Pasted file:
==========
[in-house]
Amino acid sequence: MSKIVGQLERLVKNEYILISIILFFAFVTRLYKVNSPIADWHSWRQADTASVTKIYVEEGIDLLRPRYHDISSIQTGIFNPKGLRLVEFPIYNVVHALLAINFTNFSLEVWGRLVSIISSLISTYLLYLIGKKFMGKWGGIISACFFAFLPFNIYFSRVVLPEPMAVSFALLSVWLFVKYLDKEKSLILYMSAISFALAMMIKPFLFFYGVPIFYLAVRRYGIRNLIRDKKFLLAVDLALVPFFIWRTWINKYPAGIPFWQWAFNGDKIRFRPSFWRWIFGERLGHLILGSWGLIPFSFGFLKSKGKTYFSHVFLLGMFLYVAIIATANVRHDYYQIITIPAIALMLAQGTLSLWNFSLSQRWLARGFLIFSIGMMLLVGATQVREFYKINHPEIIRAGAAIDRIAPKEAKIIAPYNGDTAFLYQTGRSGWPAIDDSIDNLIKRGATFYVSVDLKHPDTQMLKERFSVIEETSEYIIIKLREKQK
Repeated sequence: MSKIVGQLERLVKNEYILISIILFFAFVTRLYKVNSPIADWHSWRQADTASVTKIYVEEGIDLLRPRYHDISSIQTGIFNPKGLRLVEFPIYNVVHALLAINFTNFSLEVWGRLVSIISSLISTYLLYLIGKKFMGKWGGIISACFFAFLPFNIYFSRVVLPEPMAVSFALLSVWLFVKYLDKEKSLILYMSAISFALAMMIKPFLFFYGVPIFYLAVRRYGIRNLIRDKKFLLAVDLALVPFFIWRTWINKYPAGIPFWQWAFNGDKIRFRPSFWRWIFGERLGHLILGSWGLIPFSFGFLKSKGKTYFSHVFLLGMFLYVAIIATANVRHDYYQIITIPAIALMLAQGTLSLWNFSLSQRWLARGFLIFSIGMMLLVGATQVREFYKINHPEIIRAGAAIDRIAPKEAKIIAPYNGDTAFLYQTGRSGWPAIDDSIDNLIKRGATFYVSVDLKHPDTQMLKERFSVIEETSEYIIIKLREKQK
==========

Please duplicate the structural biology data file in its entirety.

[in-house]
Amino acid sequence: MSKIVGQLERLVKNEYILISIILFFAFVTRLYKVNSPIADWHSWRQADTASVTKIYVEEGIDLLRPRYHDISSIQTGIFNPKGLRLVEFPIYNVVHALLAINFTNFSLEVWGRLVSIISSLISTYLLYLIGKKFMGKWGGIISACFFAFLPFNIYFSRVVLPEPMAVSFALLSVWLFVKYLDKEKSLILYMSAISFALAMMIKPFLFFYGVPIFYLAVRRYGIRNLIRDKKFLLAVDLALVPFFIWRTWINKYPAGIPFWQWAFNGDKIRFRPSFWRWIFGERLGHLILGSWGLIPFSFGFLKSKGKTYFSHVFLLGMFLYVAIIATANVRHDYYQIITIPAIALMLAQGTLSLWNFSLSQRWLARGFLIFSIGMMLLVGATQVREFYKINHPEIIRAGAAIDRIAPKEAKIIAPYNGDTAFLYQTGRSGWPAIDDSIDNLIKRGATFYVSVDLKHPDTQMLKERFSVIEETSEYIIIKLREKQK
Repeated sequence: MSKIVGQLERLVKNEYILISIILFFAFVTRLYKVNSPIADWHSWRQADTASVTKIYVEEGIDLLRPRYHDISSIQTGIFNPKGLRLVEFPIYNVVHALLAINFTNFSLEVWGRLVSIISSLISTYLLYLIGKKFMGKWGGIISACFFAFLPFNIYFSRVVLPEPMAVSFALLSVWLFVKYLDKEKSLILYMSAISFALAMMIKPFLFFYGVPIFYLAVRRYGIRNLIRDKKFLLAVDLALVPFFIWRTWINKYPAGIPFWQWAFNGDKIRFRPSFWRWIFGERLGHLILGSWGLIPFSFGFLKSKGKTYFSHVFLLGMFLYVAIIATANVRHDYYQIITIPAIALMLAQGTLSLWNFSLSQRWLARGFLIFSIGMMLLVGATQVREFYKINHPEIIRAGAAIDRIAPKEAKIIAPYNGDTAFLYQTGRSGWPAIDDSIDNLIKRGATFYVSVDLKHPDTQMLKERFSVIEETSEYIIIKLREKQK